For additional reading, see A Simplified Approach to Calculating Volatility and Option Volatility.

RELATED TERMS
  1. Downside Risk

    Downside risk is an estimate of a security's potential to suffer ...
  2. Historical Volatility - HV

    Historical volatility is a statistical measure of the dispersion ...
  3. Risk Measures

    Risk measures give investors an idea of the volatility of a fund ...
  4. Dispersion

    Dispersion is a statistical term that describes the size of the ...
  5. Variability

    Variability is the extent to which data points in a statistical ...
  6. Portfolio Variance

    Portfolio variance is the measurement of how the actual returns ...
Related Articles
  1. Investing

    Why Standard Deviation Should Matter to Investors

    Think of standard deviation as a thermometer for risk, or better yet, anxiety.
  2. Investing

    Understanding Volatility Measurements

    Learn how to choose a fund with an optimal risk-reward combination. Find more information about standard deviation, beta, and more.
  3. Investing

    Calculating volatility: A simplified approach

    Though most investors use standard deviation to determine volatility, there's an easier and more accurate way of doing it: the historical method.
  4. Trading

    How To Convert Value At Risk To Different Time Periods

    Volatility is not the only way to measure risk. Learn about the "new science of risk management".
  5. Investing

    How Investment Risk Is Quantified

    FInancial advisors and wealth management firms use a variety of tools based in modern portfolio theory to quantify investment risk.
  6. Investing

    3 Reasons to Ignore Market Volatility (VIX)

    If you can keep your head while those about you are losing theirs, you can make a nice return in roiling markets.
  7. Trading

    Implied vs. Historical Volatility: The Main Differences

    Discover the differences between historical and implied volatility, and how the two metrics can determine whether options sellers or buyers have the advantage.
  8. Investing

    SPLV vs. LGLV: Comparing Low-Volatility ETFs

    Discover the major differences between two competitive low-volatility ETFs, and learn why one may be more suitable for your portfolio than the other.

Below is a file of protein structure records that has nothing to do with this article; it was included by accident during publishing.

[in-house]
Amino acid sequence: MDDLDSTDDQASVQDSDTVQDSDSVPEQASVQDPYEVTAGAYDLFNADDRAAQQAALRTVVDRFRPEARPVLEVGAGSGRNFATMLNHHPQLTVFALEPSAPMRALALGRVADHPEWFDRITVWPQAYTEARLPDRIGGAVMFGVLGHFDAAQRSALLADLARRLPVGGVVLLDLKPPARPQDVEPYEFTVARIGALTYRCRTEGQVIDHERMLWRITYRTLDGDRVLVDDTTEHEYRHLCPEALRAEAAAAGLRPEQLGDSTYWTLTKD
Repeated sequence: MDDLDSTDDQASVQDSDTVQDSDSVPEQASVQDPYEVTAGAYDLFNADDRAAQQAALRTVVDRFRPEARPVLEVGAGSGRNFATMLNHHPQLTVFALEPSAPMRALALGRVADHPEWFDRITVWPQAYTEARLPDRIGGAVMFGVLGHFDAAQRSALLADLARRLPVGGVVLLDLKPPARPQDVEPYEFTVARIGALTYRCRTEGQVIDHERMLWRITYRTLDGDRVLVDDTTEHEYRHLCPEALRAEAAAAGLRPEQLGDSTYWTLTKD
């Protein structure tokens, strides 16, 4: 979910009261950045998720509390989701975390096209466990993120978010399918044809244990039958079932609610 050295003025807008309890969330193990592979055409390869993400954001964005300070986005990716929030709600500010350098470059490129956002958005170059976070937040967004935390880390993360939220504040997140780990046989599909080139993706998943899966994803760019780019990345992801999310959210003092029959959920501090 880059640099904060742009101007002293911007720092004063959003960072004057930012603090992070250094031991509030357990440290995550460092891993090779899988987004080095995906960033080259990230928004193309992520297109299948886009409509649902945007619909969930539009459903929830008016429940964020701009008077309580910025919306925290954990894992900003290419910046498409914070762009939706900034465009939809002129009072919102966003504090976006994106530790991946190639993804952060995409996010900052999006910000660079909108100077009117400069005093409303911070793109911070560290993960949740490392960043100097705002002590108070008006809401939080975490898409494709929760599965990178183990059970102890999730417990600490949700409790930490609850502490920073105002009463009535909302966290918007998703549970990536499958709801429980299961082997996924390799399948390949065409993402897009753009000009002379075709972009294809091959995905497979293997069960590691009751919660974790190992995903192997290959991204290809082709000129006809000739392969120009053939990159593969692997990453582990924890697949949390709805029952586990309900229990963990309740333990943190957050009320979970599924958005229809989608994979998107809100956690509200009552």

9. Investing

    3 Cases When Beta Does Not Measure Volatility of Stocks

    Examine the theoretical and statistical relationship between beta and volatility to identify three factors that limit beta's explanatory value.
  10. Investing

    T Rowe Price Capital Appreciation Fund Risk Statistics Case Study (PRWCX)

    Analyze PRWCX using popular risk metrics that are part of modern portfolio theory (MPT). Explore PRWCX's volatility, correlation and return statistics.
RELATED FAQS
  1. What is the difference between standard deviation and variance?

    Understand the difference between standard deviation and variance; learn how each is calculated and how these concepts are ... Read Answer >>
  2. How can you calculate volatility in Excel?

    Historical volatility is a long-term assessment of risk. Here's how to calculate it in Excel. Read Answer >>
  3. What Is the Formula for Calculating Beta?

    Learn about beta, how to calculate it, and how it's used as a risk measure with examples that include Apple and Tesla. Read Answer >>
  4. Is variance good or bad for stock investors?

    Learn how high variance stocks are good for some investors and how diversified portfolios can reduce variance without compromising ... Read Answer >>
  5. How do you calculate variance in Excel?

    To calculate statistical variance in Microsoft Excel, use the built-in Excel function VAR. Read Answer >>
  6. What is the variance/covariance matrix or parametric method in Value at Risk (VaR)?

    Learn about the value at risk and how to calculate the value at risk of an investment portfolio using the variance-covariance, ... Read Answer >>
Trading Center